Don’t you hate it when you look at your checking account and see less money there because of fees you were charged?
And isn’t it annoying when you look at the requirements of checking accounts of many traditional/brick and mortar banks? (Are you checking the requirements? Gotta ask.)
They say they have free checking but you have to fulfill a maze of requirements: have a direct deposit with them, have an account balance of at least X for the month, stay under Y transactions… It’s hard to keep up!
So what options are out there? Free online checking accounts!
As technology and the internet have grown, companies have stepped up and recreated the wheel, so to speak. A number of banks have introduced free online checking accounts that are easy to use and full of features.
And because these companies are online and don’t have to manage physical bank locations, they can offer their customers more benefits such as higher interest rates, cash back rewards, and free services like bill pay – all nice bonuses in addition to a free online checking account.
Are you not with me yet? Fine. Understand that there are many checking accounts out there that are chock full of serpentine fees just waiting to suck your hard-earned money out.
These Are some Common Checking Account Fees You Want to Avoid
Minimum Balance Fees
Many accounts out there require to keep a minimum amount of money in your account otherwise they hit you with a fee for your account. I’m fine with there being a minimum in order to get some kind of bonus, like bill/pay or better interest, but I don’t want to have to worry about what my minimum amount is to avoid fees.
Some banks simply charge you a monthly fee for your account, it’s not even a matter of keeping a minimum dollar amount. Who wants that?!? Monthly fees slowly eat away at your money. Take a look at the fee structure of any checking account you are considering and make sure you understand if there are any set fees or if there is anything you need to do to avoid the fees.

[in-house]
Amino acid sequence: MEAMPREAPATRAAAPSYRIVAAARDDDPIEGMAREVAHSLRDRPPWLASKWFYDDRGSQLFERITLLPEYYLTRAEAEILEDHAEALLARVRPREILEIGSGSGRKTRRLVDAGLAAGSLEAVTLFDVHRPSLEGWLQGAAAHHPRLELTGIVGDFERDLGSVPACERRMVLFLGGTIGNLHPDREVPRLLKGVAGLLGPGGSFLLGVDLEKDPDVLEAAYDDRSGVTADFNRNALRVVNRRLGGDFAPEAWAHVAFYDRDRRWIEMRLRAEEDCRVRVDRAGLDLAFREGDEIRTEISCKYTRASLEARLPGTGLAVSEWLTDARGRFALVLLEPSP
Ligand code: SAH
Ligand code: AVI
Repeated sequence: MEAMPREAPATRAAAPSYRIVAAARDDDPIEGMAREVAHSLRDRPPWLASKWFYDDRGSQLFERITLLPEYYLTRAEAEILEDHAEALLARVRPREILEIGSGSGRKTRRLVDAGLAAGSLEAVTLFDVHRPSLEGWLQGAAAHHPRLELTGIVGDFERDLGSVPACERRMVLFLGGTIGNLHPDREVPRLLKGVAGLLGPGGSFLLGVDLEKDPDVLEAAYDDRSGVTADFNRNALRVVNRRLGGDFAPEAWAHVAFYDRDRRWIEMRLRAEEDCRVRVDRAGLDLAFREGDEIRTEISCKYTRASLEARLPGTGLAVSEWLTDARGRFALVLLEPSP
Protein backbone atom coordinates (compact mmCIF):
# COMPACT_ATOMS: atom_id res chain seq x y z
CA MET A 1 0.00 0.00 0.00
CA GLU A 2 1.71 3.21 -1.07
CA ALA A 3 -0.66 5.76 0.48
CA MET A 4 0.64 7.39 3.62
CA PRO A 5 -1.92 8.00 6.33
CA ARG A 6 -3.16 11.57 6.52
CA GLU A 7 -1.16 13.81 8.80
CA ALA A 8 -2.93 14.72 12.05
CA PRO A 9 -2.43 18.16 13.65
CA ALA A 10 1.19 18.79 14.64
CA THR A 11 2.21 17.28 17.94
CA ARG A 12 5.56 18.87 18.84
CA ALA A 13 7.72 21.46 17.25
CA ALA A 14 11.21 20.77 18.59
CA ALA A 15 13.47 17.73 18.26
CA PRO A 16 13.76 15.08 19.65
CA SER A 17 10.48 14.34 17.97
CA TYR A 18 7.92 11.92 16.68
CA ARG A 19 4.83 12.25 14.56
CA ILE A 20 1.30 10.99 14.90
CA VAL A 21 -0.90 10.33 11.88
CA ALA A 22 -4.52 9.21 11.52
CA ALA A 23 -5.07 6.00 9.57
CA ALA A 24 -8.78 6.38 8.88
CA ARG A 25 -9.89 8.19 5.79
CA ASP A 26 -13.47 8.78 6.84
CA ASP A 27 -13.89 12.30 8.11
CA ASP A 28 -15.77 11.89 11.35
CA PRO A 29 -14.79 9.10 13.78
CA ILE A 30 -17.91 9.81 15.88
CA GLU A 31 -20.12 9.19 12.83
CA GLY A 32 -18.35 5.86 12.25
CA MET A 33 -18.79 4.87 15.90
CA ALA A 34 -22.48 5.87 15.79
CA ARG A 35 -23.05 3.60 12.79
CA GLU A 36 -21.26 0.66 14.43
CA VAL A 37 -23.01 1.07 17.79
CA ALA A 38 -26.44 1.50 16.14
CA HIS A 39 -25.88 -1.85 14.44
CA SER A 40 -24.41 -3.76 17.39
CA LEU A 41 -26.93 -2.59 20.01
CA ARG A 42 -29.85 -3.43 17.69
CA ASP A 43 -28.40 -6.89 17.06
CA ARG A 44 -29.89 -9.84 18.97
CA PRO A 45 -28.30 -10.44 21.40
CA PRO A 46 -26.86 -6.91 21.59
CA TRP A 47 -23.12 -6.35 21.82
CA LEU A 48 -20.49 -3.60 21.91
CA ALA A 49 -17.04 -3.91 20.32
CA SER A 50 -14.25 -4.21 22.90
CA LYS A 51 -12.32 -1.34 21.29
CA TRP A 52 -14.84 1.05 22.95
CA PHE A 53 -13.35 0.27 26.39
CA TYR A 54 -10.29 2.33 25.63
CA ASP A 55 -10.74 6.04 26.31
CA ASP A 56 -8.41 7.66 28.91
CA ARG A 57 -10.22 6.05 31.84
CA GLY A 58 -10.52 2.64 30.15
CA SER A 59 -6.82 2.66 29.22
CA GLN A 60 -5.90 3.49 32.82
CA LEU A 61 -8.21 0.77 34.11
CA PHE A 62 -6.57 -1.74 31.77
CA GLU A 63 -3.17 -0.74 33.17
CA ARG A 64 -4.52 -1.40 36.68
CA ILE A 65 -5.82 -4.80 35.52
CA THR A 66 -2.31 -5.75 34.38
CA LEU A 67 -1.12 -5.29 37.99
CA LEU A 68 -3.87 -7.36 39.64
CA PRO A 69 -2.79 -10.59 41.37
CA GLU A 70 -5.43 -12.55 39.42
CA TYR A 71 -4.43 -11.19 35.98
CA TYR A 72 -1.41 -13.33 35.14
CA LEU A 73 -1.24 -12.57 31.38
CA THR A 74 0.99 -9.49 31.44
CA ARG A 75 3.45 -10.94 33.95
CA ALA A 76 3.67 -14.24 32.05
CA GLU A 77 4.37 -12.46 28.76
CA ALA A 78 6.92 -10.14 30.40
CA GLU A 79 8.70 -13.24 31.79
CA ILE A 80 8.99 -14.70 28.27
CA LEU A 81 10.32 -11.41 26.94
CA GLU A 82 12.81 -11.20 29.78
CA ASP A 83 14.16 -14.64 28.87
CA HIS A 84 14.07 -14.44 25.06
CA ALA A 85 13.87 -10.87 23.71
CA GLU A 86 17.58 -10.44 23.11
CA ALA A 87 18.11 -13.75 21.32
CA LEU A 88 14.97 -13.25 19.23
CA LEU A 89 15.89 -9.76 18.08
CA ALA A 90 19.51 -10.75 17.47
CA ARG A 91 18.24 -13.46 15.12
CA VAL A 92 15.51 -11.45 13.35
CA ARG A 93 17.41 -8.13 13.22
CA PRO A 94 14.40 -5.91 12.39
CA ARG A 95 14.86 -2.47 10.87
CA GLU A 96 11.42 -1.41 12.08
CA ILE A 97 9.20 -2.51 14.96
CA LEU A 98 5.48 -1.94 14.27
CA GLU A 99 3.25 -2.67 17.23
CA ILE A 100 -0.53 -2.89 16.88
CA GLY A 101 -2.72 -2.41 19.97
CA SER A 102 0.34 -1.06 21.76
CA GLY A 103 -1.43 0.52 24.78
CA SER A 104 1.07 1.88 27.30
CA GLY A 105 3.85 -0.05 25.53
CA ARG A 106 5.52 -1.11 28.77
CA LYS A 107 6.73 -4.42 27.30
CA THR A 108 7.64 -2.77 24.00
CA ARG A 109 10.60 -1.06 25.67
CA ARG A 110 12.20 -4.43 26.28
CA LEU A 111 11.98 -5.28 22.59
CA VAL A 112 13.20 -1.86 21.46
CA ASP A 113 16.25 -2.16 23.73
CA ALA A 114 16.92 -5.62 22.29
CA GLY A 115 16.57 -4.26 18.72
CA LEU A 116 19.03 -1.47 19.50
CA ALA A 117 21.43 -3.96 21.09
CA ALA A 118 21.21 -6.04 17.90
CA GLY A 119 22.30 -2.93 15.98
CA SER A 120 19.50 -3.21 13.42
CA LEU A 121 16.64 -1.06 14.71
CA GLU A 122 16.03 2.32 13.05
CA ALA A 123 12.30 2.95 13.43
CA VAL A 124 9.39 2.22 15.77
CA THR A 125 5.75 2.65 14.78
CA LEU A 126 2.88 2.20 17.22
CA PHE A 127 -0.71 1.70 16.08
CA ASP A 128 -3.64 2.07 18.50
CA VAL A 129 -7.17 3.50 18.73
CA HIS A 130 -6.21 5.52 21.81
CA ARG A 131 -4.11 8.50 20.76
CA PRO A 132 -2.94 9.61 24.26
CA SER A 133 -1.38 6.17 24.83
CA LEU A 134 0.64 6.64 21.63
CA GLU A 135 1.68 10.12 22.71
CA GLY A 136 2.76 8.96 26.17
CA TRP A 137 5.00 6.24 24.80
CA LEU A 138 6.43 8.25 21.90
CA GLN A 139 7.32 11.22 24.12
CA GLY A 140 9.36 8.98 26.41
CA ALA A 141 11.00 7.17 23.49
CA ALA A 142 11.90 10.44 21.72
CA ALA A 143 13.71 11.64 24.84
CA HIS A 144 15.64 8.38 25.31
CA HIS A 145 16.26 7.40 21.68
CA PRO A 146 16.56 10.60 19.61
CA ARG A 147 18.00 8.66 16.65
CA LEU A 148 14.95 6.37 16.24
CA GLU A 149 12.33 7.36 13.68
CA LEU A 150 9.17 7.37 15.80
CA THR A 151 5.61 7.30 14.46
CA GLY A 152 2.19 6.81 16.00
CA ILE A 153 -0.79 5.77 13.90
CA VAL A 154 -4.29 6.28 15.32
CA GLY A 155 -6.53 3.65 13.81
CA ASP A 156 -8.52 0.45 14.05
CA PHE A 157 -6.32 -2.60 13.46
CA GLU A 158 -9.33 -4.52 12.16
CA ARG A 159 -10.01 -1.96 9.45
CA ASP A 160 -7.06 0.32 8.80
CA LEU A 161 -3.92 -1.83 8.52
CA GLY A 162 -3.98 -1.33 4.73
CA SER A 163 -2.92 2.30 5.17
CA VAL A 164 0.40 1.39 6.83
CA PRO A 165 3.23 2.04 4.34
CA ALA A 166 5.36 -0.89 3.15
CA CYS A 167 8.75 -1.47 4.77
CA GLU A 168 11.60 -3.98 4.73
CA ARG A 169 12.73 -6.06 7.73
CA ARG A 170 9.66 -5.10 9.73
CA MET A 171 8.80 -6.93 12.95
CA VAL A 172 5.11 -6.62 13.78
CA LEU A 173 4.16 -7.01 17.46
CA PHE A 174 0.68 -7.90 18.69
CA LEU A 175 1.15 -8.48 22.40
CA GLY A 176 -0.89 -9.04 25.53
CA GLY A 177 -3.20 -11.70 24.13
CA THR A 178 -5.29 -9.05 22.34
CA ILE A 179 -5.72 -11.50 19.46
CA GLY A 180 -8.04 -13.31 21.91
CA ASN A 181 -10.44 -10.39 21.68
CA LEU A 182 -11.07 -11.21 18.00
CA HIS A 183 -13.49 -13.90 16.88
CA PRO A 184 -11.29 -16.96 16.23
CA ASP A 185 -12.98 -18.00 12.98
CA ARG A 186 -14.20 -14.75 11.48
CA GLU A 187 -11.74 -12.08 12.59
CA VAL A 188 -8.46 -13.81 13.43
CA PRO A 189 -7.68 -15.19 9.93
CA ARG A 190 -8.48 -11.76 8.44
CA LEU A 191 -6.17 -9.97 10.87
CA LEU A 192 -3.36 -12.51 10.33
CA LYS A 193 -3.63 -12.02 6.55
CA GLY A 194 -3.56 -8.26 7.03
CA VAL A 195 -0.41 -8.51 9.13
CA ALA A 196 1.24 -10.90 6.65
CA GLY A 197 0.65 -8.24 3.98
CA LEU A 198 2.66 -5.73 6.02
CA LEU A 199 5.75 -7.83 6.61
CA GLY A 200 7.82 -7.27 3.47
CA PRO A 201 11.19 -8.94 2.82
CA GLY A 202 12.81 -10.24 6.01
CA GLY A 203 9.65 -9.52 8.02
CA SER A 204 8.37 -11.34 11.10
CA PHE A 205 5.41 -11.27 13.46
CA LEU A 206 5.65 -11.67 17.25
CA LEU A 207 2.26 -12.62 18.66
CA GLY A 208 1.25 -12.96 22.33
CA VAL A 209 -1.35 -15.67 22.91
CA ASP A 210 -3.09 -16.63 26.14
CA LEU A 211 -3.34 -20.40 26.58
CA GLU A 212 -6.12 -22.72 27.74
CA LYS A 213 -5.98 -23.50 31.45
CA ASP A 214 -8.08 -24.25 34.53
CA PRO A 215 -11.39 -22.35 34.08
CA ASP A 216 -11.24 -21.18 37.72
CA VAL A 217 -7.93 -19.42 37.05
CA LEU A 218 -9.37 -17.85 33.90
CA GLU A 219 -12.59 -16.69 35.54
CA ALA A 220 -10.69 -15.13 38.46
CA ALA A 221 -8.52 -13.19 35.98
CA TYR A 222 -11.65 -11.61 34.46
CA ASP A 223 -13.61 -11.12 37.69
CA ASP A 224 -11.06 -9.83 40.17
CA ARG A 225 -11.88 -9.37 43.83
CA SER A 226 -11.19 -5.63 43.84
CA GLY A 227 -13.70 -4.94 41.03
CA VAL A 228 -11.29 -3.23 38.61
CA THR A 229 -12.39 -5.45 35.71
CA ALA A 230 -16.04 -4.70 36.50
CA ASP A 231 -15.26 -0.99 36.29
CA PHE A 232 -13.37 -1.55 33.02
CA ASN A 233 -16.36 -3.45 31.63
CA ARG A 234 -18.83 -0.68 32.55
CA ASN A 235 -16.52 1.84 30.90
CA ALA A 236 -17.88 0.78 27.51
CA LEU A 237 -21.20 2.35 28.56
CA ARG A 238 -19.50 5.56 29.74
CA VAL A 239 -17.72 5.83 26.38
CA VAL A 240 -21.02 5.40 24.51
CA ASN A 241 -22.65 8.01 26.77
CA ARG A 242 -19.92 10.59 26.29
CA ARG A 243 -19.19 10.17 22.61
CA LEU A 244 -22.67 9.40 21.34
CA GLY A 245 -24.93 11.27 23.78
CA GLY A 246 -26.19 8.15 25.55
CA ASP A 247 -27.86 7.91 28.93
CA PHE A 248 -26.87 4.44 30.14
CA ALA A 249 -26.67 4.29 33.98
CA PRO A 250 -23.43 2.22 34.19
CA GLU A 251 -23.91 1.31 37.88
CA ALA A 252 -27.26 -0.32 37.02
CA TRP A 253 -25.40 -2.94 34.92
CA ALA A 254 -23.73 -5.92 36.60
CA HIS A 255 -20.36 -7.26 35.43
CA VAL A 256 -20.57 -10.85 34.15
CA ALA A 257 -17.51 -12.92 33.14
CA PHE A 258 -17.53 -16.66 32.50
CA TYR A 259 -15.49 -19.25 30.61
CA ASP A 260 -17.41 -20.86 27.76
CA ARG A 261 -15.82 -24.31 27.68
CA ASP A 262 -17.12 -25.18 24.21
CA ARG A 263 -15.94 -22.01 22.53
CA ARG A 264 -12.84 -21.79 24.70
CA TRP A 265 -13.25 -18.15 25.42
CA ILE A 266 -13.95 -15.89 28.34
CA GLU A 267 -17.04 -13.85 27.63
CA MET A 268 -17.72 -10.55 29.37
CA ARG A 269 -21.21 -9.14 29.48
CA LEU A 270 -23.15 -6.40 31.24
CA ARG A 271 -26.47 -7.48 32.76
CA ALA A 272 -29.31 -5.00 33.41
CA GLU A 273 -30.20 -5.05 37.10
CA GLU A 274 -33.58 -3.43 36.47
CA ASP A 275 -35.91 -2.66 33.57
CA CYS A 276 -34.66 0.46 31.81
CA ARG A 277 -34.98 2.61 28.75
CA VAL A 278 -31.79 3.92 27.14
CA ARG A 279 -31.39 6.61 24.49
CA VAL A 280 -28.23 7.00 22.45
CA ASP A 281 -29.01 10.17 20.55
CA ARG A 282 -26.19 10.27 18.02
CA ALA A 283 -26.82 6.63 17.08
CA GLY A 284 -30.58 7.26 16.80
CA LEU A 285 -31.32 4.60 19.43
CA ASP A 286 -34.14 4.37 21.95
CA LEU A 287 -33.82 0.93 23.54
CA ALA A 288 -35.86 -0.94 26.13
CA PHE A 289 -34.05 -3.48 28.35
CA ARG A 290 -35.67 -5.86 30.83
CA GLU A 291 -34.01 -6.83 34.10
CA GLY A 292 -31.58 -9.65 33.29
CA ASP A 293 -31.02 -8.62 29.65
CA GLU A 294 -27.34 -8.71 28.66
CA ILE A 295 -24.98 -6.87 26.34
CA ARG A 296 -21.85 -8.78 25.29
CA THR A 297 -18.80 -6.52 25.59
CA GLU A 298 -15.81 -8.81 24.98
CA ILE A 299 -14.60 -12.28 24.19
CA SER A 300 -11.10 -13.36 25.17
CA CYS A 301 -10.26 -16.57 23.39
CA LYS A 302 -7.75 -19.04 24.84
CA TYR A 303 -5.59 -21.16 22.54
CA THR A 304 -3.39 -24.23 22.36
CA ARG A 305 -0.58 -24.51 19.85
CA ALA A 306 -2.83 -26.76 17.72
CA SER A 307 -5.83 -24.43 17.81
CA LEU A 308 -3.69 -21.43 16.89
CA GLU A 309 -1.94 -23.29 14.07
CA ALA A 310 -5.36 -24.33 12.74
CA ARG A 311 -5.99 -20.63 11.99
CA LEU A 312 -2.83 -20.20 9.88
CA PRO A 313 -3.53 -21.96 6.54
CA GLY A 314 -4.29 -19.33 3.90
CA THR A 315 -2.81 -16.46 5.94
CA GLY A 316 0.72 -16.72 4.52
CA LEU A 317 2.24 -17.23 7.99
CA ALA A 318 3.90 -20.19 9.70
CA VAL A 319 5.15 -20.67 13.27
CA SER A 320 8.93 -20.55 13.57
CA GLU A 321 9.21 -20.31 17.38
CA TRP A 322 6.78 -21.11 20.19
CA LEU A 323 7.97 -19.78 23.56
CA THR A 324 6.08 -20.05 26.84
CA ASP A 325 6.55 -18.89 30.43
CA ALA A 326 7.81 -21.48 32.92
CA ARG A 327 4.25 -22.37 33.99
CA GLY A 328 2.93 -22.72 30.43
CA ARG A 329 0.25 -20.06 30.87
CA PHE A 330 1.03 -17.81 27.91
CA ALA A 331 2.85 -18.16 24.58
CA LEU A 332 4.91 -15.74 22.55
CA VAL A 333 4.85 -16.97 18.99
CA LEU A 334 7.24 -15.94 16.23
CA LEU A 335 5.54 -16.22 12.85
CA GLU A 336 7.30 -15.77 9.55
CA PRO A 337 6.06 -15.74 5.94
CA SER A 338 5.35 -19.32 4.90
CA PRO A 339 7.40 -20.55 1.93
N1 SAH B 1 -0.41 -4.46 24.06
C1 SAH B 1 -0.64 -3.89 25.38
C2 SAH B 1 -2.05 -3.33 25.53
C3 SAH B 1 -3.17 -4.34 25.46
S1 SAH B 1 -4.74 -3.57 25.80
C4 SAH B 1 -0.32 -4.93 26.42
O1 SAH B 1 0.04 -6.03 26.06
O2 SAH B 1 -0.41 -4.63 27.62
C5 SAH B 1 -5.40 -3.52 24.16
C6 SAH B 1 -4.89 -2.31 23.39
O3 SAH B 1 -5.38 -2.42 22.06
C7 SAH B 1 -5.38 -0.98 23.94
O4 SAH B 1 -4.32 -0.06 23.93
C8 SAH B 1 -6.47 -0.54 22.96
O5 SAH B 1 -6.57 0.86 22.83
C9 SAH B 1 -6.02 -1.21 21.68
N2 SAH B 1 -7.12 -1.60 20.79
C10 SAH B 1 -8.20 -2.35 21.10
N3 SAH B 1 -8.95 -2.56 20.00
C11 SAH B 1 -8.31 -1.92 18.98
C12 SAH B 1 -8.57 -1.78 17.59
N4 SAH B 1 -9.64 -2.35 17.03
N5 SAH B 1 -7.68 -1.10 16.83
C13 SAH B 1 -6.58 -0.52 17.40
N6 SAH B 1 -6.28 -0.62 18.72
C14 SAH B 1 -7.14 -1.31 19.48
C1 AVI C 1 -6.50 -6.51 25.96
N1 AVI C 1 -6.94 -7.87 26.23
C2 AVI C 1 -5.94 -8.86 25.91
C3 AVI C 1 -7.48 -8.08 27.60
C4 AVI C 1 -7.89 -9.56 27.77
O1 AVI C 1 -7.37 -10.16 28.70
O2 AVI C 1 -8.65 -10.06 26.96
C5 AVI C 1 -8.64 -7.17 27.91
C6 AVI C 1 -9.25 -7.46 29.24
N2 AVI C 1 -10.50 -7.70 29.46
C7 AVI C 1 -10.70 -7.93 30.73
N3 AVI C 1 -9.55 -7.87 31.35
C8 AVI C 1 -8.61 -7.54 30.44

Just using your account in some cases, sets you up for fees. For example depositing a certain number of checks. You get a checking account to use it. You don’t want to be penalized for your transactions.
This one is a toughie. Most banks will charge you an ATM fee if you use an ATM outside of their network, even online ones. But you don’t have to be taken to the cleaners every time you need money. Some banks just don’t have enough branches for you and you get stuck paying ridiculous fees to get your money. Make sure the bank you use has ample ATMs and won’t hit you with excessive fees.
We’ll see some of the better ATM offerings from online checking accounts below.
Take a look at our article on checking fees for more information on what to avoid.
Now that you know what to avoid I want you to see why an online checking account is good for you.
Benefits of Online Checking Accounts
Interest on Deposits
Have you seen the interest rates on most brink-and-mortar checking accounts? It’s laughable. They really might as well not offer it at all. Add that to the fees many charge and it’s almost insulting.
Online checking accounts, like Capital One’s 360 Checking and Everbank, offer up better rates for you. You won’t get rich off the interest but you do have the opportunity to earn some money. The rates these banks offer tend to be exponentially higher that what the national average is for checking (it may still be low but I like the idea of being able to earn something usable).
More Reasonable Fees
Remember all the fees I said to look out for above? Online checking accounts tend to have more reasonable fees and in many cases eliminate fees that other banks charge.
These are some of the fees you can expect to be better, or eliminated with online checking:
ATM Fees – Many online banks are part of large ATM networks that allow you to take money out of a variety of places (this makes sense since there may not be a physical branch that exists). These networks can end up bigger than what your standard brick-and-mortar branch offers. Still other online accounts just not charge you when you use other ATMs (there may be a limit but it’s still a cool perk).
Minimum Balance Fees – Remember we told you to avoid these? Well most online checking accounts, or at least the ones we like, don’t have minimum balance requirements.
Fewer and Lower Fees Overall – Online checking accounts tend to just have fewer fees and the ones they have tend to be lower.